CanadianNorth From Canada, joined Aug 2002, 3408 posts, RR: 8 Posted (7 years 7 months 2 weeks 5 days 14 hours ago) and read 2010 times:
Ok time for a really random poll I just thought of...
When working in the shop/hangar/whatever, do you take breaks or just work through untill either you're done the project, had enough for the day, or it's time for something else?
Was wondering that yesterday as I was working in the shop on my screw gauge. We are now down to 2 shop days left to finish that as well as our corrosion project, and I noticed it seemed as if about half the class takes the 20 minute break every afternoon, and about half the class works right through it. And almost everyone who I figured wouldn't finish a project in time for marking was in the take a break camp. Not a big deal I guess as we probably should get a break, but I just find that we all payed the same for the course, but the ones that work through at least part of the breaks seem to be getting more out of it.
That and why would anyone want a break from aviation-related activities?
Sometimes working on a frustrating snag, it's better to walk away for 5 minutes and calm down rather than do what you want- which usually involves throwing something the length of the hangar.
Breaks are a good thing
PlymSpotter From Spain, joined Jun 2004, 12007 posts, RR: 59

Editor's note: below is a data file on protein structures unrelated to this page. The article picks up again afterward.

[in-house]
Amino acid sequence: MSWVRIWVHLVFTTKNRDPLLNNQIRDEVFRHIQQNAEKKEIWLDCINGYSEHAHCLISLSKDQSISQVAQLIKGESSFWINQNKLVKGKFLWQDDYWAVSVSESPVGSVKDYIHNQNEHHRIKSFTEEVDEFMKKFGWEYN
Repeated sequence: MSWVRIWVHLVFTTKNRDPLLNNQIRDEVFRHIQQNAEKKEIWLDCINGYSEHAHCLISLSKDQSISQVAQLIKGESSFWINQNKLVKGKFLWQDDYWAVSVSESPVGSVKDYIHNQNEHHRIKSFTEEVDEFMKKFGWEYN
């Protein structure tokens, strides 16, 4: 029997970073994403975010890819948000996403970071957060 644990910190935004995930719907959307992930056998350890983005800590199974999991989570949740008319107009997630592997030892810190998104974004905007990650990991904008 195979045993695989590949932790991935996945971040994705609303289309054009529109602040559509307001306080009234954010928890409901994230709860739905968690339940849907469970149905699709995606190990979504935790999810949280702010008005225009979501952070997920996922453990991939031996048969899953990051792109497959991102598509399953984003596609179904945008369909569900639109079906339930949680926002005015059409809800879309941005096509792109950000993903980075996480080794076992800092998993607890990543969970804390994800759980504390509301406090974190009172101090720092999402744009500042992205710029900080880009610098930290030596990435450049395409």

Reply 3, posted (7 years 7 months 2 weeks 5 days 11 hours ago) and read 1953 times:
I work in a mail depot currently, so after several hours of lifting heavy sacks and parcels in a not so warm warehouse I'm not going to turn down a break. When working on my own projects I tend to start work about 8pm and go through to about 5am non stop, then hit the sack - I work much better at night, so it makes more sense to do it that way.
...love is just a camouflage for what resembles rage again...
57AZ From United States of America, joined Nov 2004, 2586 posts, RR: 2
Reply 5, posted (7 years 7 months 2 weeks 5 days 9 hours ago) and read 1923 times:
My job is subject to Arizona Judicial Merit System requirements. We are required to take two uninterrupted 15 minute breaks-one in the morning and one in the afternoon as well as a one hour uninterrupted lunch. The employee may choose to leave the work area for the breaks or remain in the work area as long as they do not perform any job related functions. When your scheduled time comes up, you just stop right where you are.
"When a man runs on railroads over half of his lifetime he is fit for nothing else-and at times he don't know that."
MD11Engineer From Germany, joined Oct 2003, 14674 posts, RR: 62
Reply 6, posted (7 years 7 months 2 weeks 5 days 7 hours ago) and read 1911 times:
During night shift on the line we see each incoming aircraft first and do the daily check. When the whole fleet is in (usually around 01:00am local time), the mechanics report to me about snags found and I allocate the additional work (I'm shift leader). Then we go to a coffee shop for a 30 minute break, before continuing. If there is a serious problem with an aircraft we might work straight through, but this is exception. When everything is finished, around 4amm to 5 am local, we have another coffee before opening up the planes and preflighting them.
During day shift, we have break according to flight plan, whenever our planes are in the air.